Our post about what it takes to convert your home to solar power probably put you in a green mood, but if you want to start with something smaller, check out this guide on how to add a solar panel to your lawnmower.
You will need a battery-powered lawnmower for this, as well as a 12-volt solar charger with a car lighter jack. This easy hack mainly involves a small amount of work with the wiring; the car lighter jack must be removed from the solar panel so that the wires can be attached to the batteries. Yeah, that’s it. We’d love to see a more elegant solution since the way it is now you have switch the wiring from parallel to series everytime you want to mow.
For a more complete lawnmower hack, check out this remote control lawnmower.
This hack shows how to make a dumb terminal out of a keyboard, LCD screen, and an 8-bit microcontroller. From time to time, a portable dumb terminal can be handy for when you have to rescue a headless server that’s acting up or if you are building a minicomputer out of a WRT, or if you just want to learn how to run a keyboard and LCD screen with a microcontroller. This super simple serial terminal will use RS-232 to control a headless linux system. Additionally, you might want to check into some of the command line interface programs that allow web browsing, AIM and IRC chatting and more directly from the terminal, but nothing beats being able to track your pizzas with this device.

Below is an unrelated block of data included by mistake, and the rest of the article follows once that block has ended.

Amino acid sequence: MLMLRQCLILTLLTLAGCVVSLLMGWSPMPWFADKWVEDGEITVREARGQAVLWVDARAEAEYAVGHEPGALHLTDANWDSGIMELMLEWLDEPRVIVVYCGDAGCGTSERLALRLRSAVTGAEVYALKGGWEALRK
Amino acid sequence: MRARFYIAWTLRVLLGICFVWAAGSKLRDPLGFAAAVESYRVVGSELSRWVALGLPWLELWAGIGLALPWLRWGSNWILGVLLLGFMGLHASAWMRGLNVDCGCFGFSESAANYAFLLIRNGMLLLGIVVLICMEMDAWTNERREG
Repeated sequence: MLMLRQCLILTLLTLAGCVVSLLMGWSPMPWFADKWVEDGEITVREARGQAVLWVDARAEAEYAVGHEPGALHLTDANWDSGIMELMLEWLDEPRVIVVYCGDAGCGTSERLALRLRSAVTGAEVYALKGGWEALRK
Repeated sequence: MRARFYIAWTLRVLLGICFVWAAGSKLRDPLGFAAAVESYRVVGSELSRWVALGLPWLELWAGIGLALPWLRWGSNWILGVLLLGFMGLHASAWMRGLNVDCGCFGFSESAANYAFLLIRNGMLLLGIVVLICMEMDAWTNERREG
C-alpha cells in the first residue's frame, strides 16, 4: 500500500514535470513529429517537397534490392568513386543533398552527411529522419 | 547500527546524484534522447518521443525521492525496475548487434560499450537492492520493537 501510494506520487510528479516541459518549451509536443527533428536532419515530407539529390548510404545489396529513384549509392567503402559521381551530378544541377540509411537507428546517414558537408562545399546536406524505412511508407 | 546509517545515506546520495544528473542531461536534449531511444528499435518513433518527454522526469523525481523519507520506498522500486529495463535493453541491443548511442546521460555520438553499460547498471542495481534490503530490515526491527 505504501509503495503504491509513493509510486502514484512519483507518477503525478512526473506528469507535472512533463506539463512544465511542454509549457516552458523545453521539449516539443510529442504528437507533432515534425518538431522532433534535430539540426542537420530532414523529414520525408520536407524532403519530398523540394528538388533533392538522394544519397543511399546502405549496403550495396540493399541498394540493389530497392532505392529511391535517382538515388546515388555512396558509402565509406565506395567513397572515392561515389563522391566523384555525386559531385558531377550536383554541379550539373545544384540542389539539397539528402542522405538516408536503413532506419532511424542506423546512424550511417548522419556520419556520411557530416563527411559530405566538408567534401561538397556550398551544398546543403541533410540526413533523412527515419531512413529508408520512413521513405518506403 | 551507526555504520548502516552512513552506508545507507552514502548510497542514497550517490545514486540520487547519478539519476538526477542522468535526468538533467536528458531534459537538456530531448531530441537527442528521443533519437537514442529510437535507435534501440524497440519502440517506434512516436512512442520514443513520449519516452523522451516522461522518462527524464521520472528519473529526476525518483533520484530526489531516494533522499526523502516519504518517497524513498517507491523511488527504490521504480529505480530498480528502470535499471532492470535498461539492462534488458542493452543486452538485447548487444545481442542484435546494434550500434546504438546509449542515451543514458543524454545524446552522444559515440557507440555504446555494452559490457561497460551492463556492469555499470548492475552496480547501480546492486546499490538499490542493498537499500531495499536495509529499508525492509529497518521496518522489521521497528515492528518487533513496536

The Linux system in question here will be Linux Mint. It’s a young distro based on Ubuntu that’s gaining a lot of attention lately, though the principles can be used for other Linux distros.
Continue reading “How-To: Super Simple Serial Terminal”
ExtremeTech has posted an article detailing the process of adding solar power to a house. The author included some interesting detail about his personal power consumption, and details about the process of selecting his contractor too. The total cost of the installation came to about $36,000 after state and federal rebates for going solar.
It’s not a homebrew setup, but it’s good to see an article detailing all that is involved. We’ll take you through the tech side of it after the break.
Continue reading “What It Takes To Go Solar”
[dcb] posted about his work on the
mpgduino mpguino. The project uses an arduino with a LCD display to monitor fuel consumption based on vehicle speed and the pulses of the fuel injectors being fired. It’s definitely an interesting project given current fuel costs and the passive nature of the project. You can easily tap the wires needed for the monitor and remove it without voiding your warranty (not that we really care).